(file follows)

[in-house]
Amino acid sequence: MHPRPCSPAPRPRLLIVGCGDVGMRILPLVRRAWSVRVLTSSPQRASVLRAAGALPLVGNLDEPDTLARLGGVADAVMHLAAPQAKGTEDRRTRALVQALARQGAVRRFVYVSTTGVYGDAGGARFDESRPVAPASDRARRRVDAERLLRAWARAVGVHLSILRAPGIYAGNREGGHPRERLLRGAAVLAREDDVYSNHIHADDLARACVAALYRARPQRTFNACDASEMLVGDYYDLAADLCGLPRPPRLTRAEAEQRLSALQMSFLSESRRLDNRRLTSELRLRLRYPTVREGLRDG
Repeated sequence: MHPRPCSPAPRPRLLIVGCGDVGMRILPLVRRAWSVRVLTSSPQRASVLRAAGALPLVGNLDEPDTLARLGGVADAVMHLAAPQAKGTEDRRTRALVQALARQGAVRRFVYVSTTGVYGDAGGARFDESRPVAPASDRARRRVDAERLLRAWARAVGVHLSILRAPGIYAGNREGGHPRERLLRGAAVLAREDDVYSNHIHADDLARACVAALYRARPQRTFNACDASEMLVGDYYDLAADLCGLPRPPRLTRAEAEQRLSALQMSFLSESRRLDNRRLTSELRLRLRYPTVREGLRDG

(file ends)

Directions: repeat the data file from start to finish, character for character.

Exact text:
[in-house]
Amino acid sequence: MHPRPCSPAPRPRLLIVGCGDVGMRILPLVRRAWSVRVLTSSPQRASVLRAAGALPLVGNLDEPDTLARLGGVADAVMHLAAPQAKGTEDRRTRALVQALARQGAVRRFVYVSTTGVYGDAGGARFDESRPVAPASDRARRRVDAERLLRAWARAVGVHLSILRAPGIYAGNREGGHPRERLLRGAAVLAREDDVYSNHIHADDLARACVAALYRARPQRTFNACDASEMLVGDYYDLAADLCGLPRPPRLTRAEAEQRLSALQMSFLSESRRLDNRRLTSELRLRLRYPTVREGLRDG
Repeated sequence: MHPRPCSPAPRPRLLIVGCGDVGMRILPLVRRAWSVRVLTSSPQRASVLRAAGALPLVGNLDEPDTLARLGGVADAVMHLAAPQAKGTEDRRTRALVQALARQGAVRRFVYVSTTGVYGDAGGARFDESRPVAPASDRARRRVDAERLLRAWARAVGVHLSILRAPGIYAGNREGGHPRERLLRGAAVLAREDDVYSNHIHADDLARACVAALYRARPQRTFNACDASEMLVGDYYDLAADLCGLPRPPRLTRAEAEQRLSALQMSFLSESRRLDNRRLTSELRLRLRYPTVREGLRDG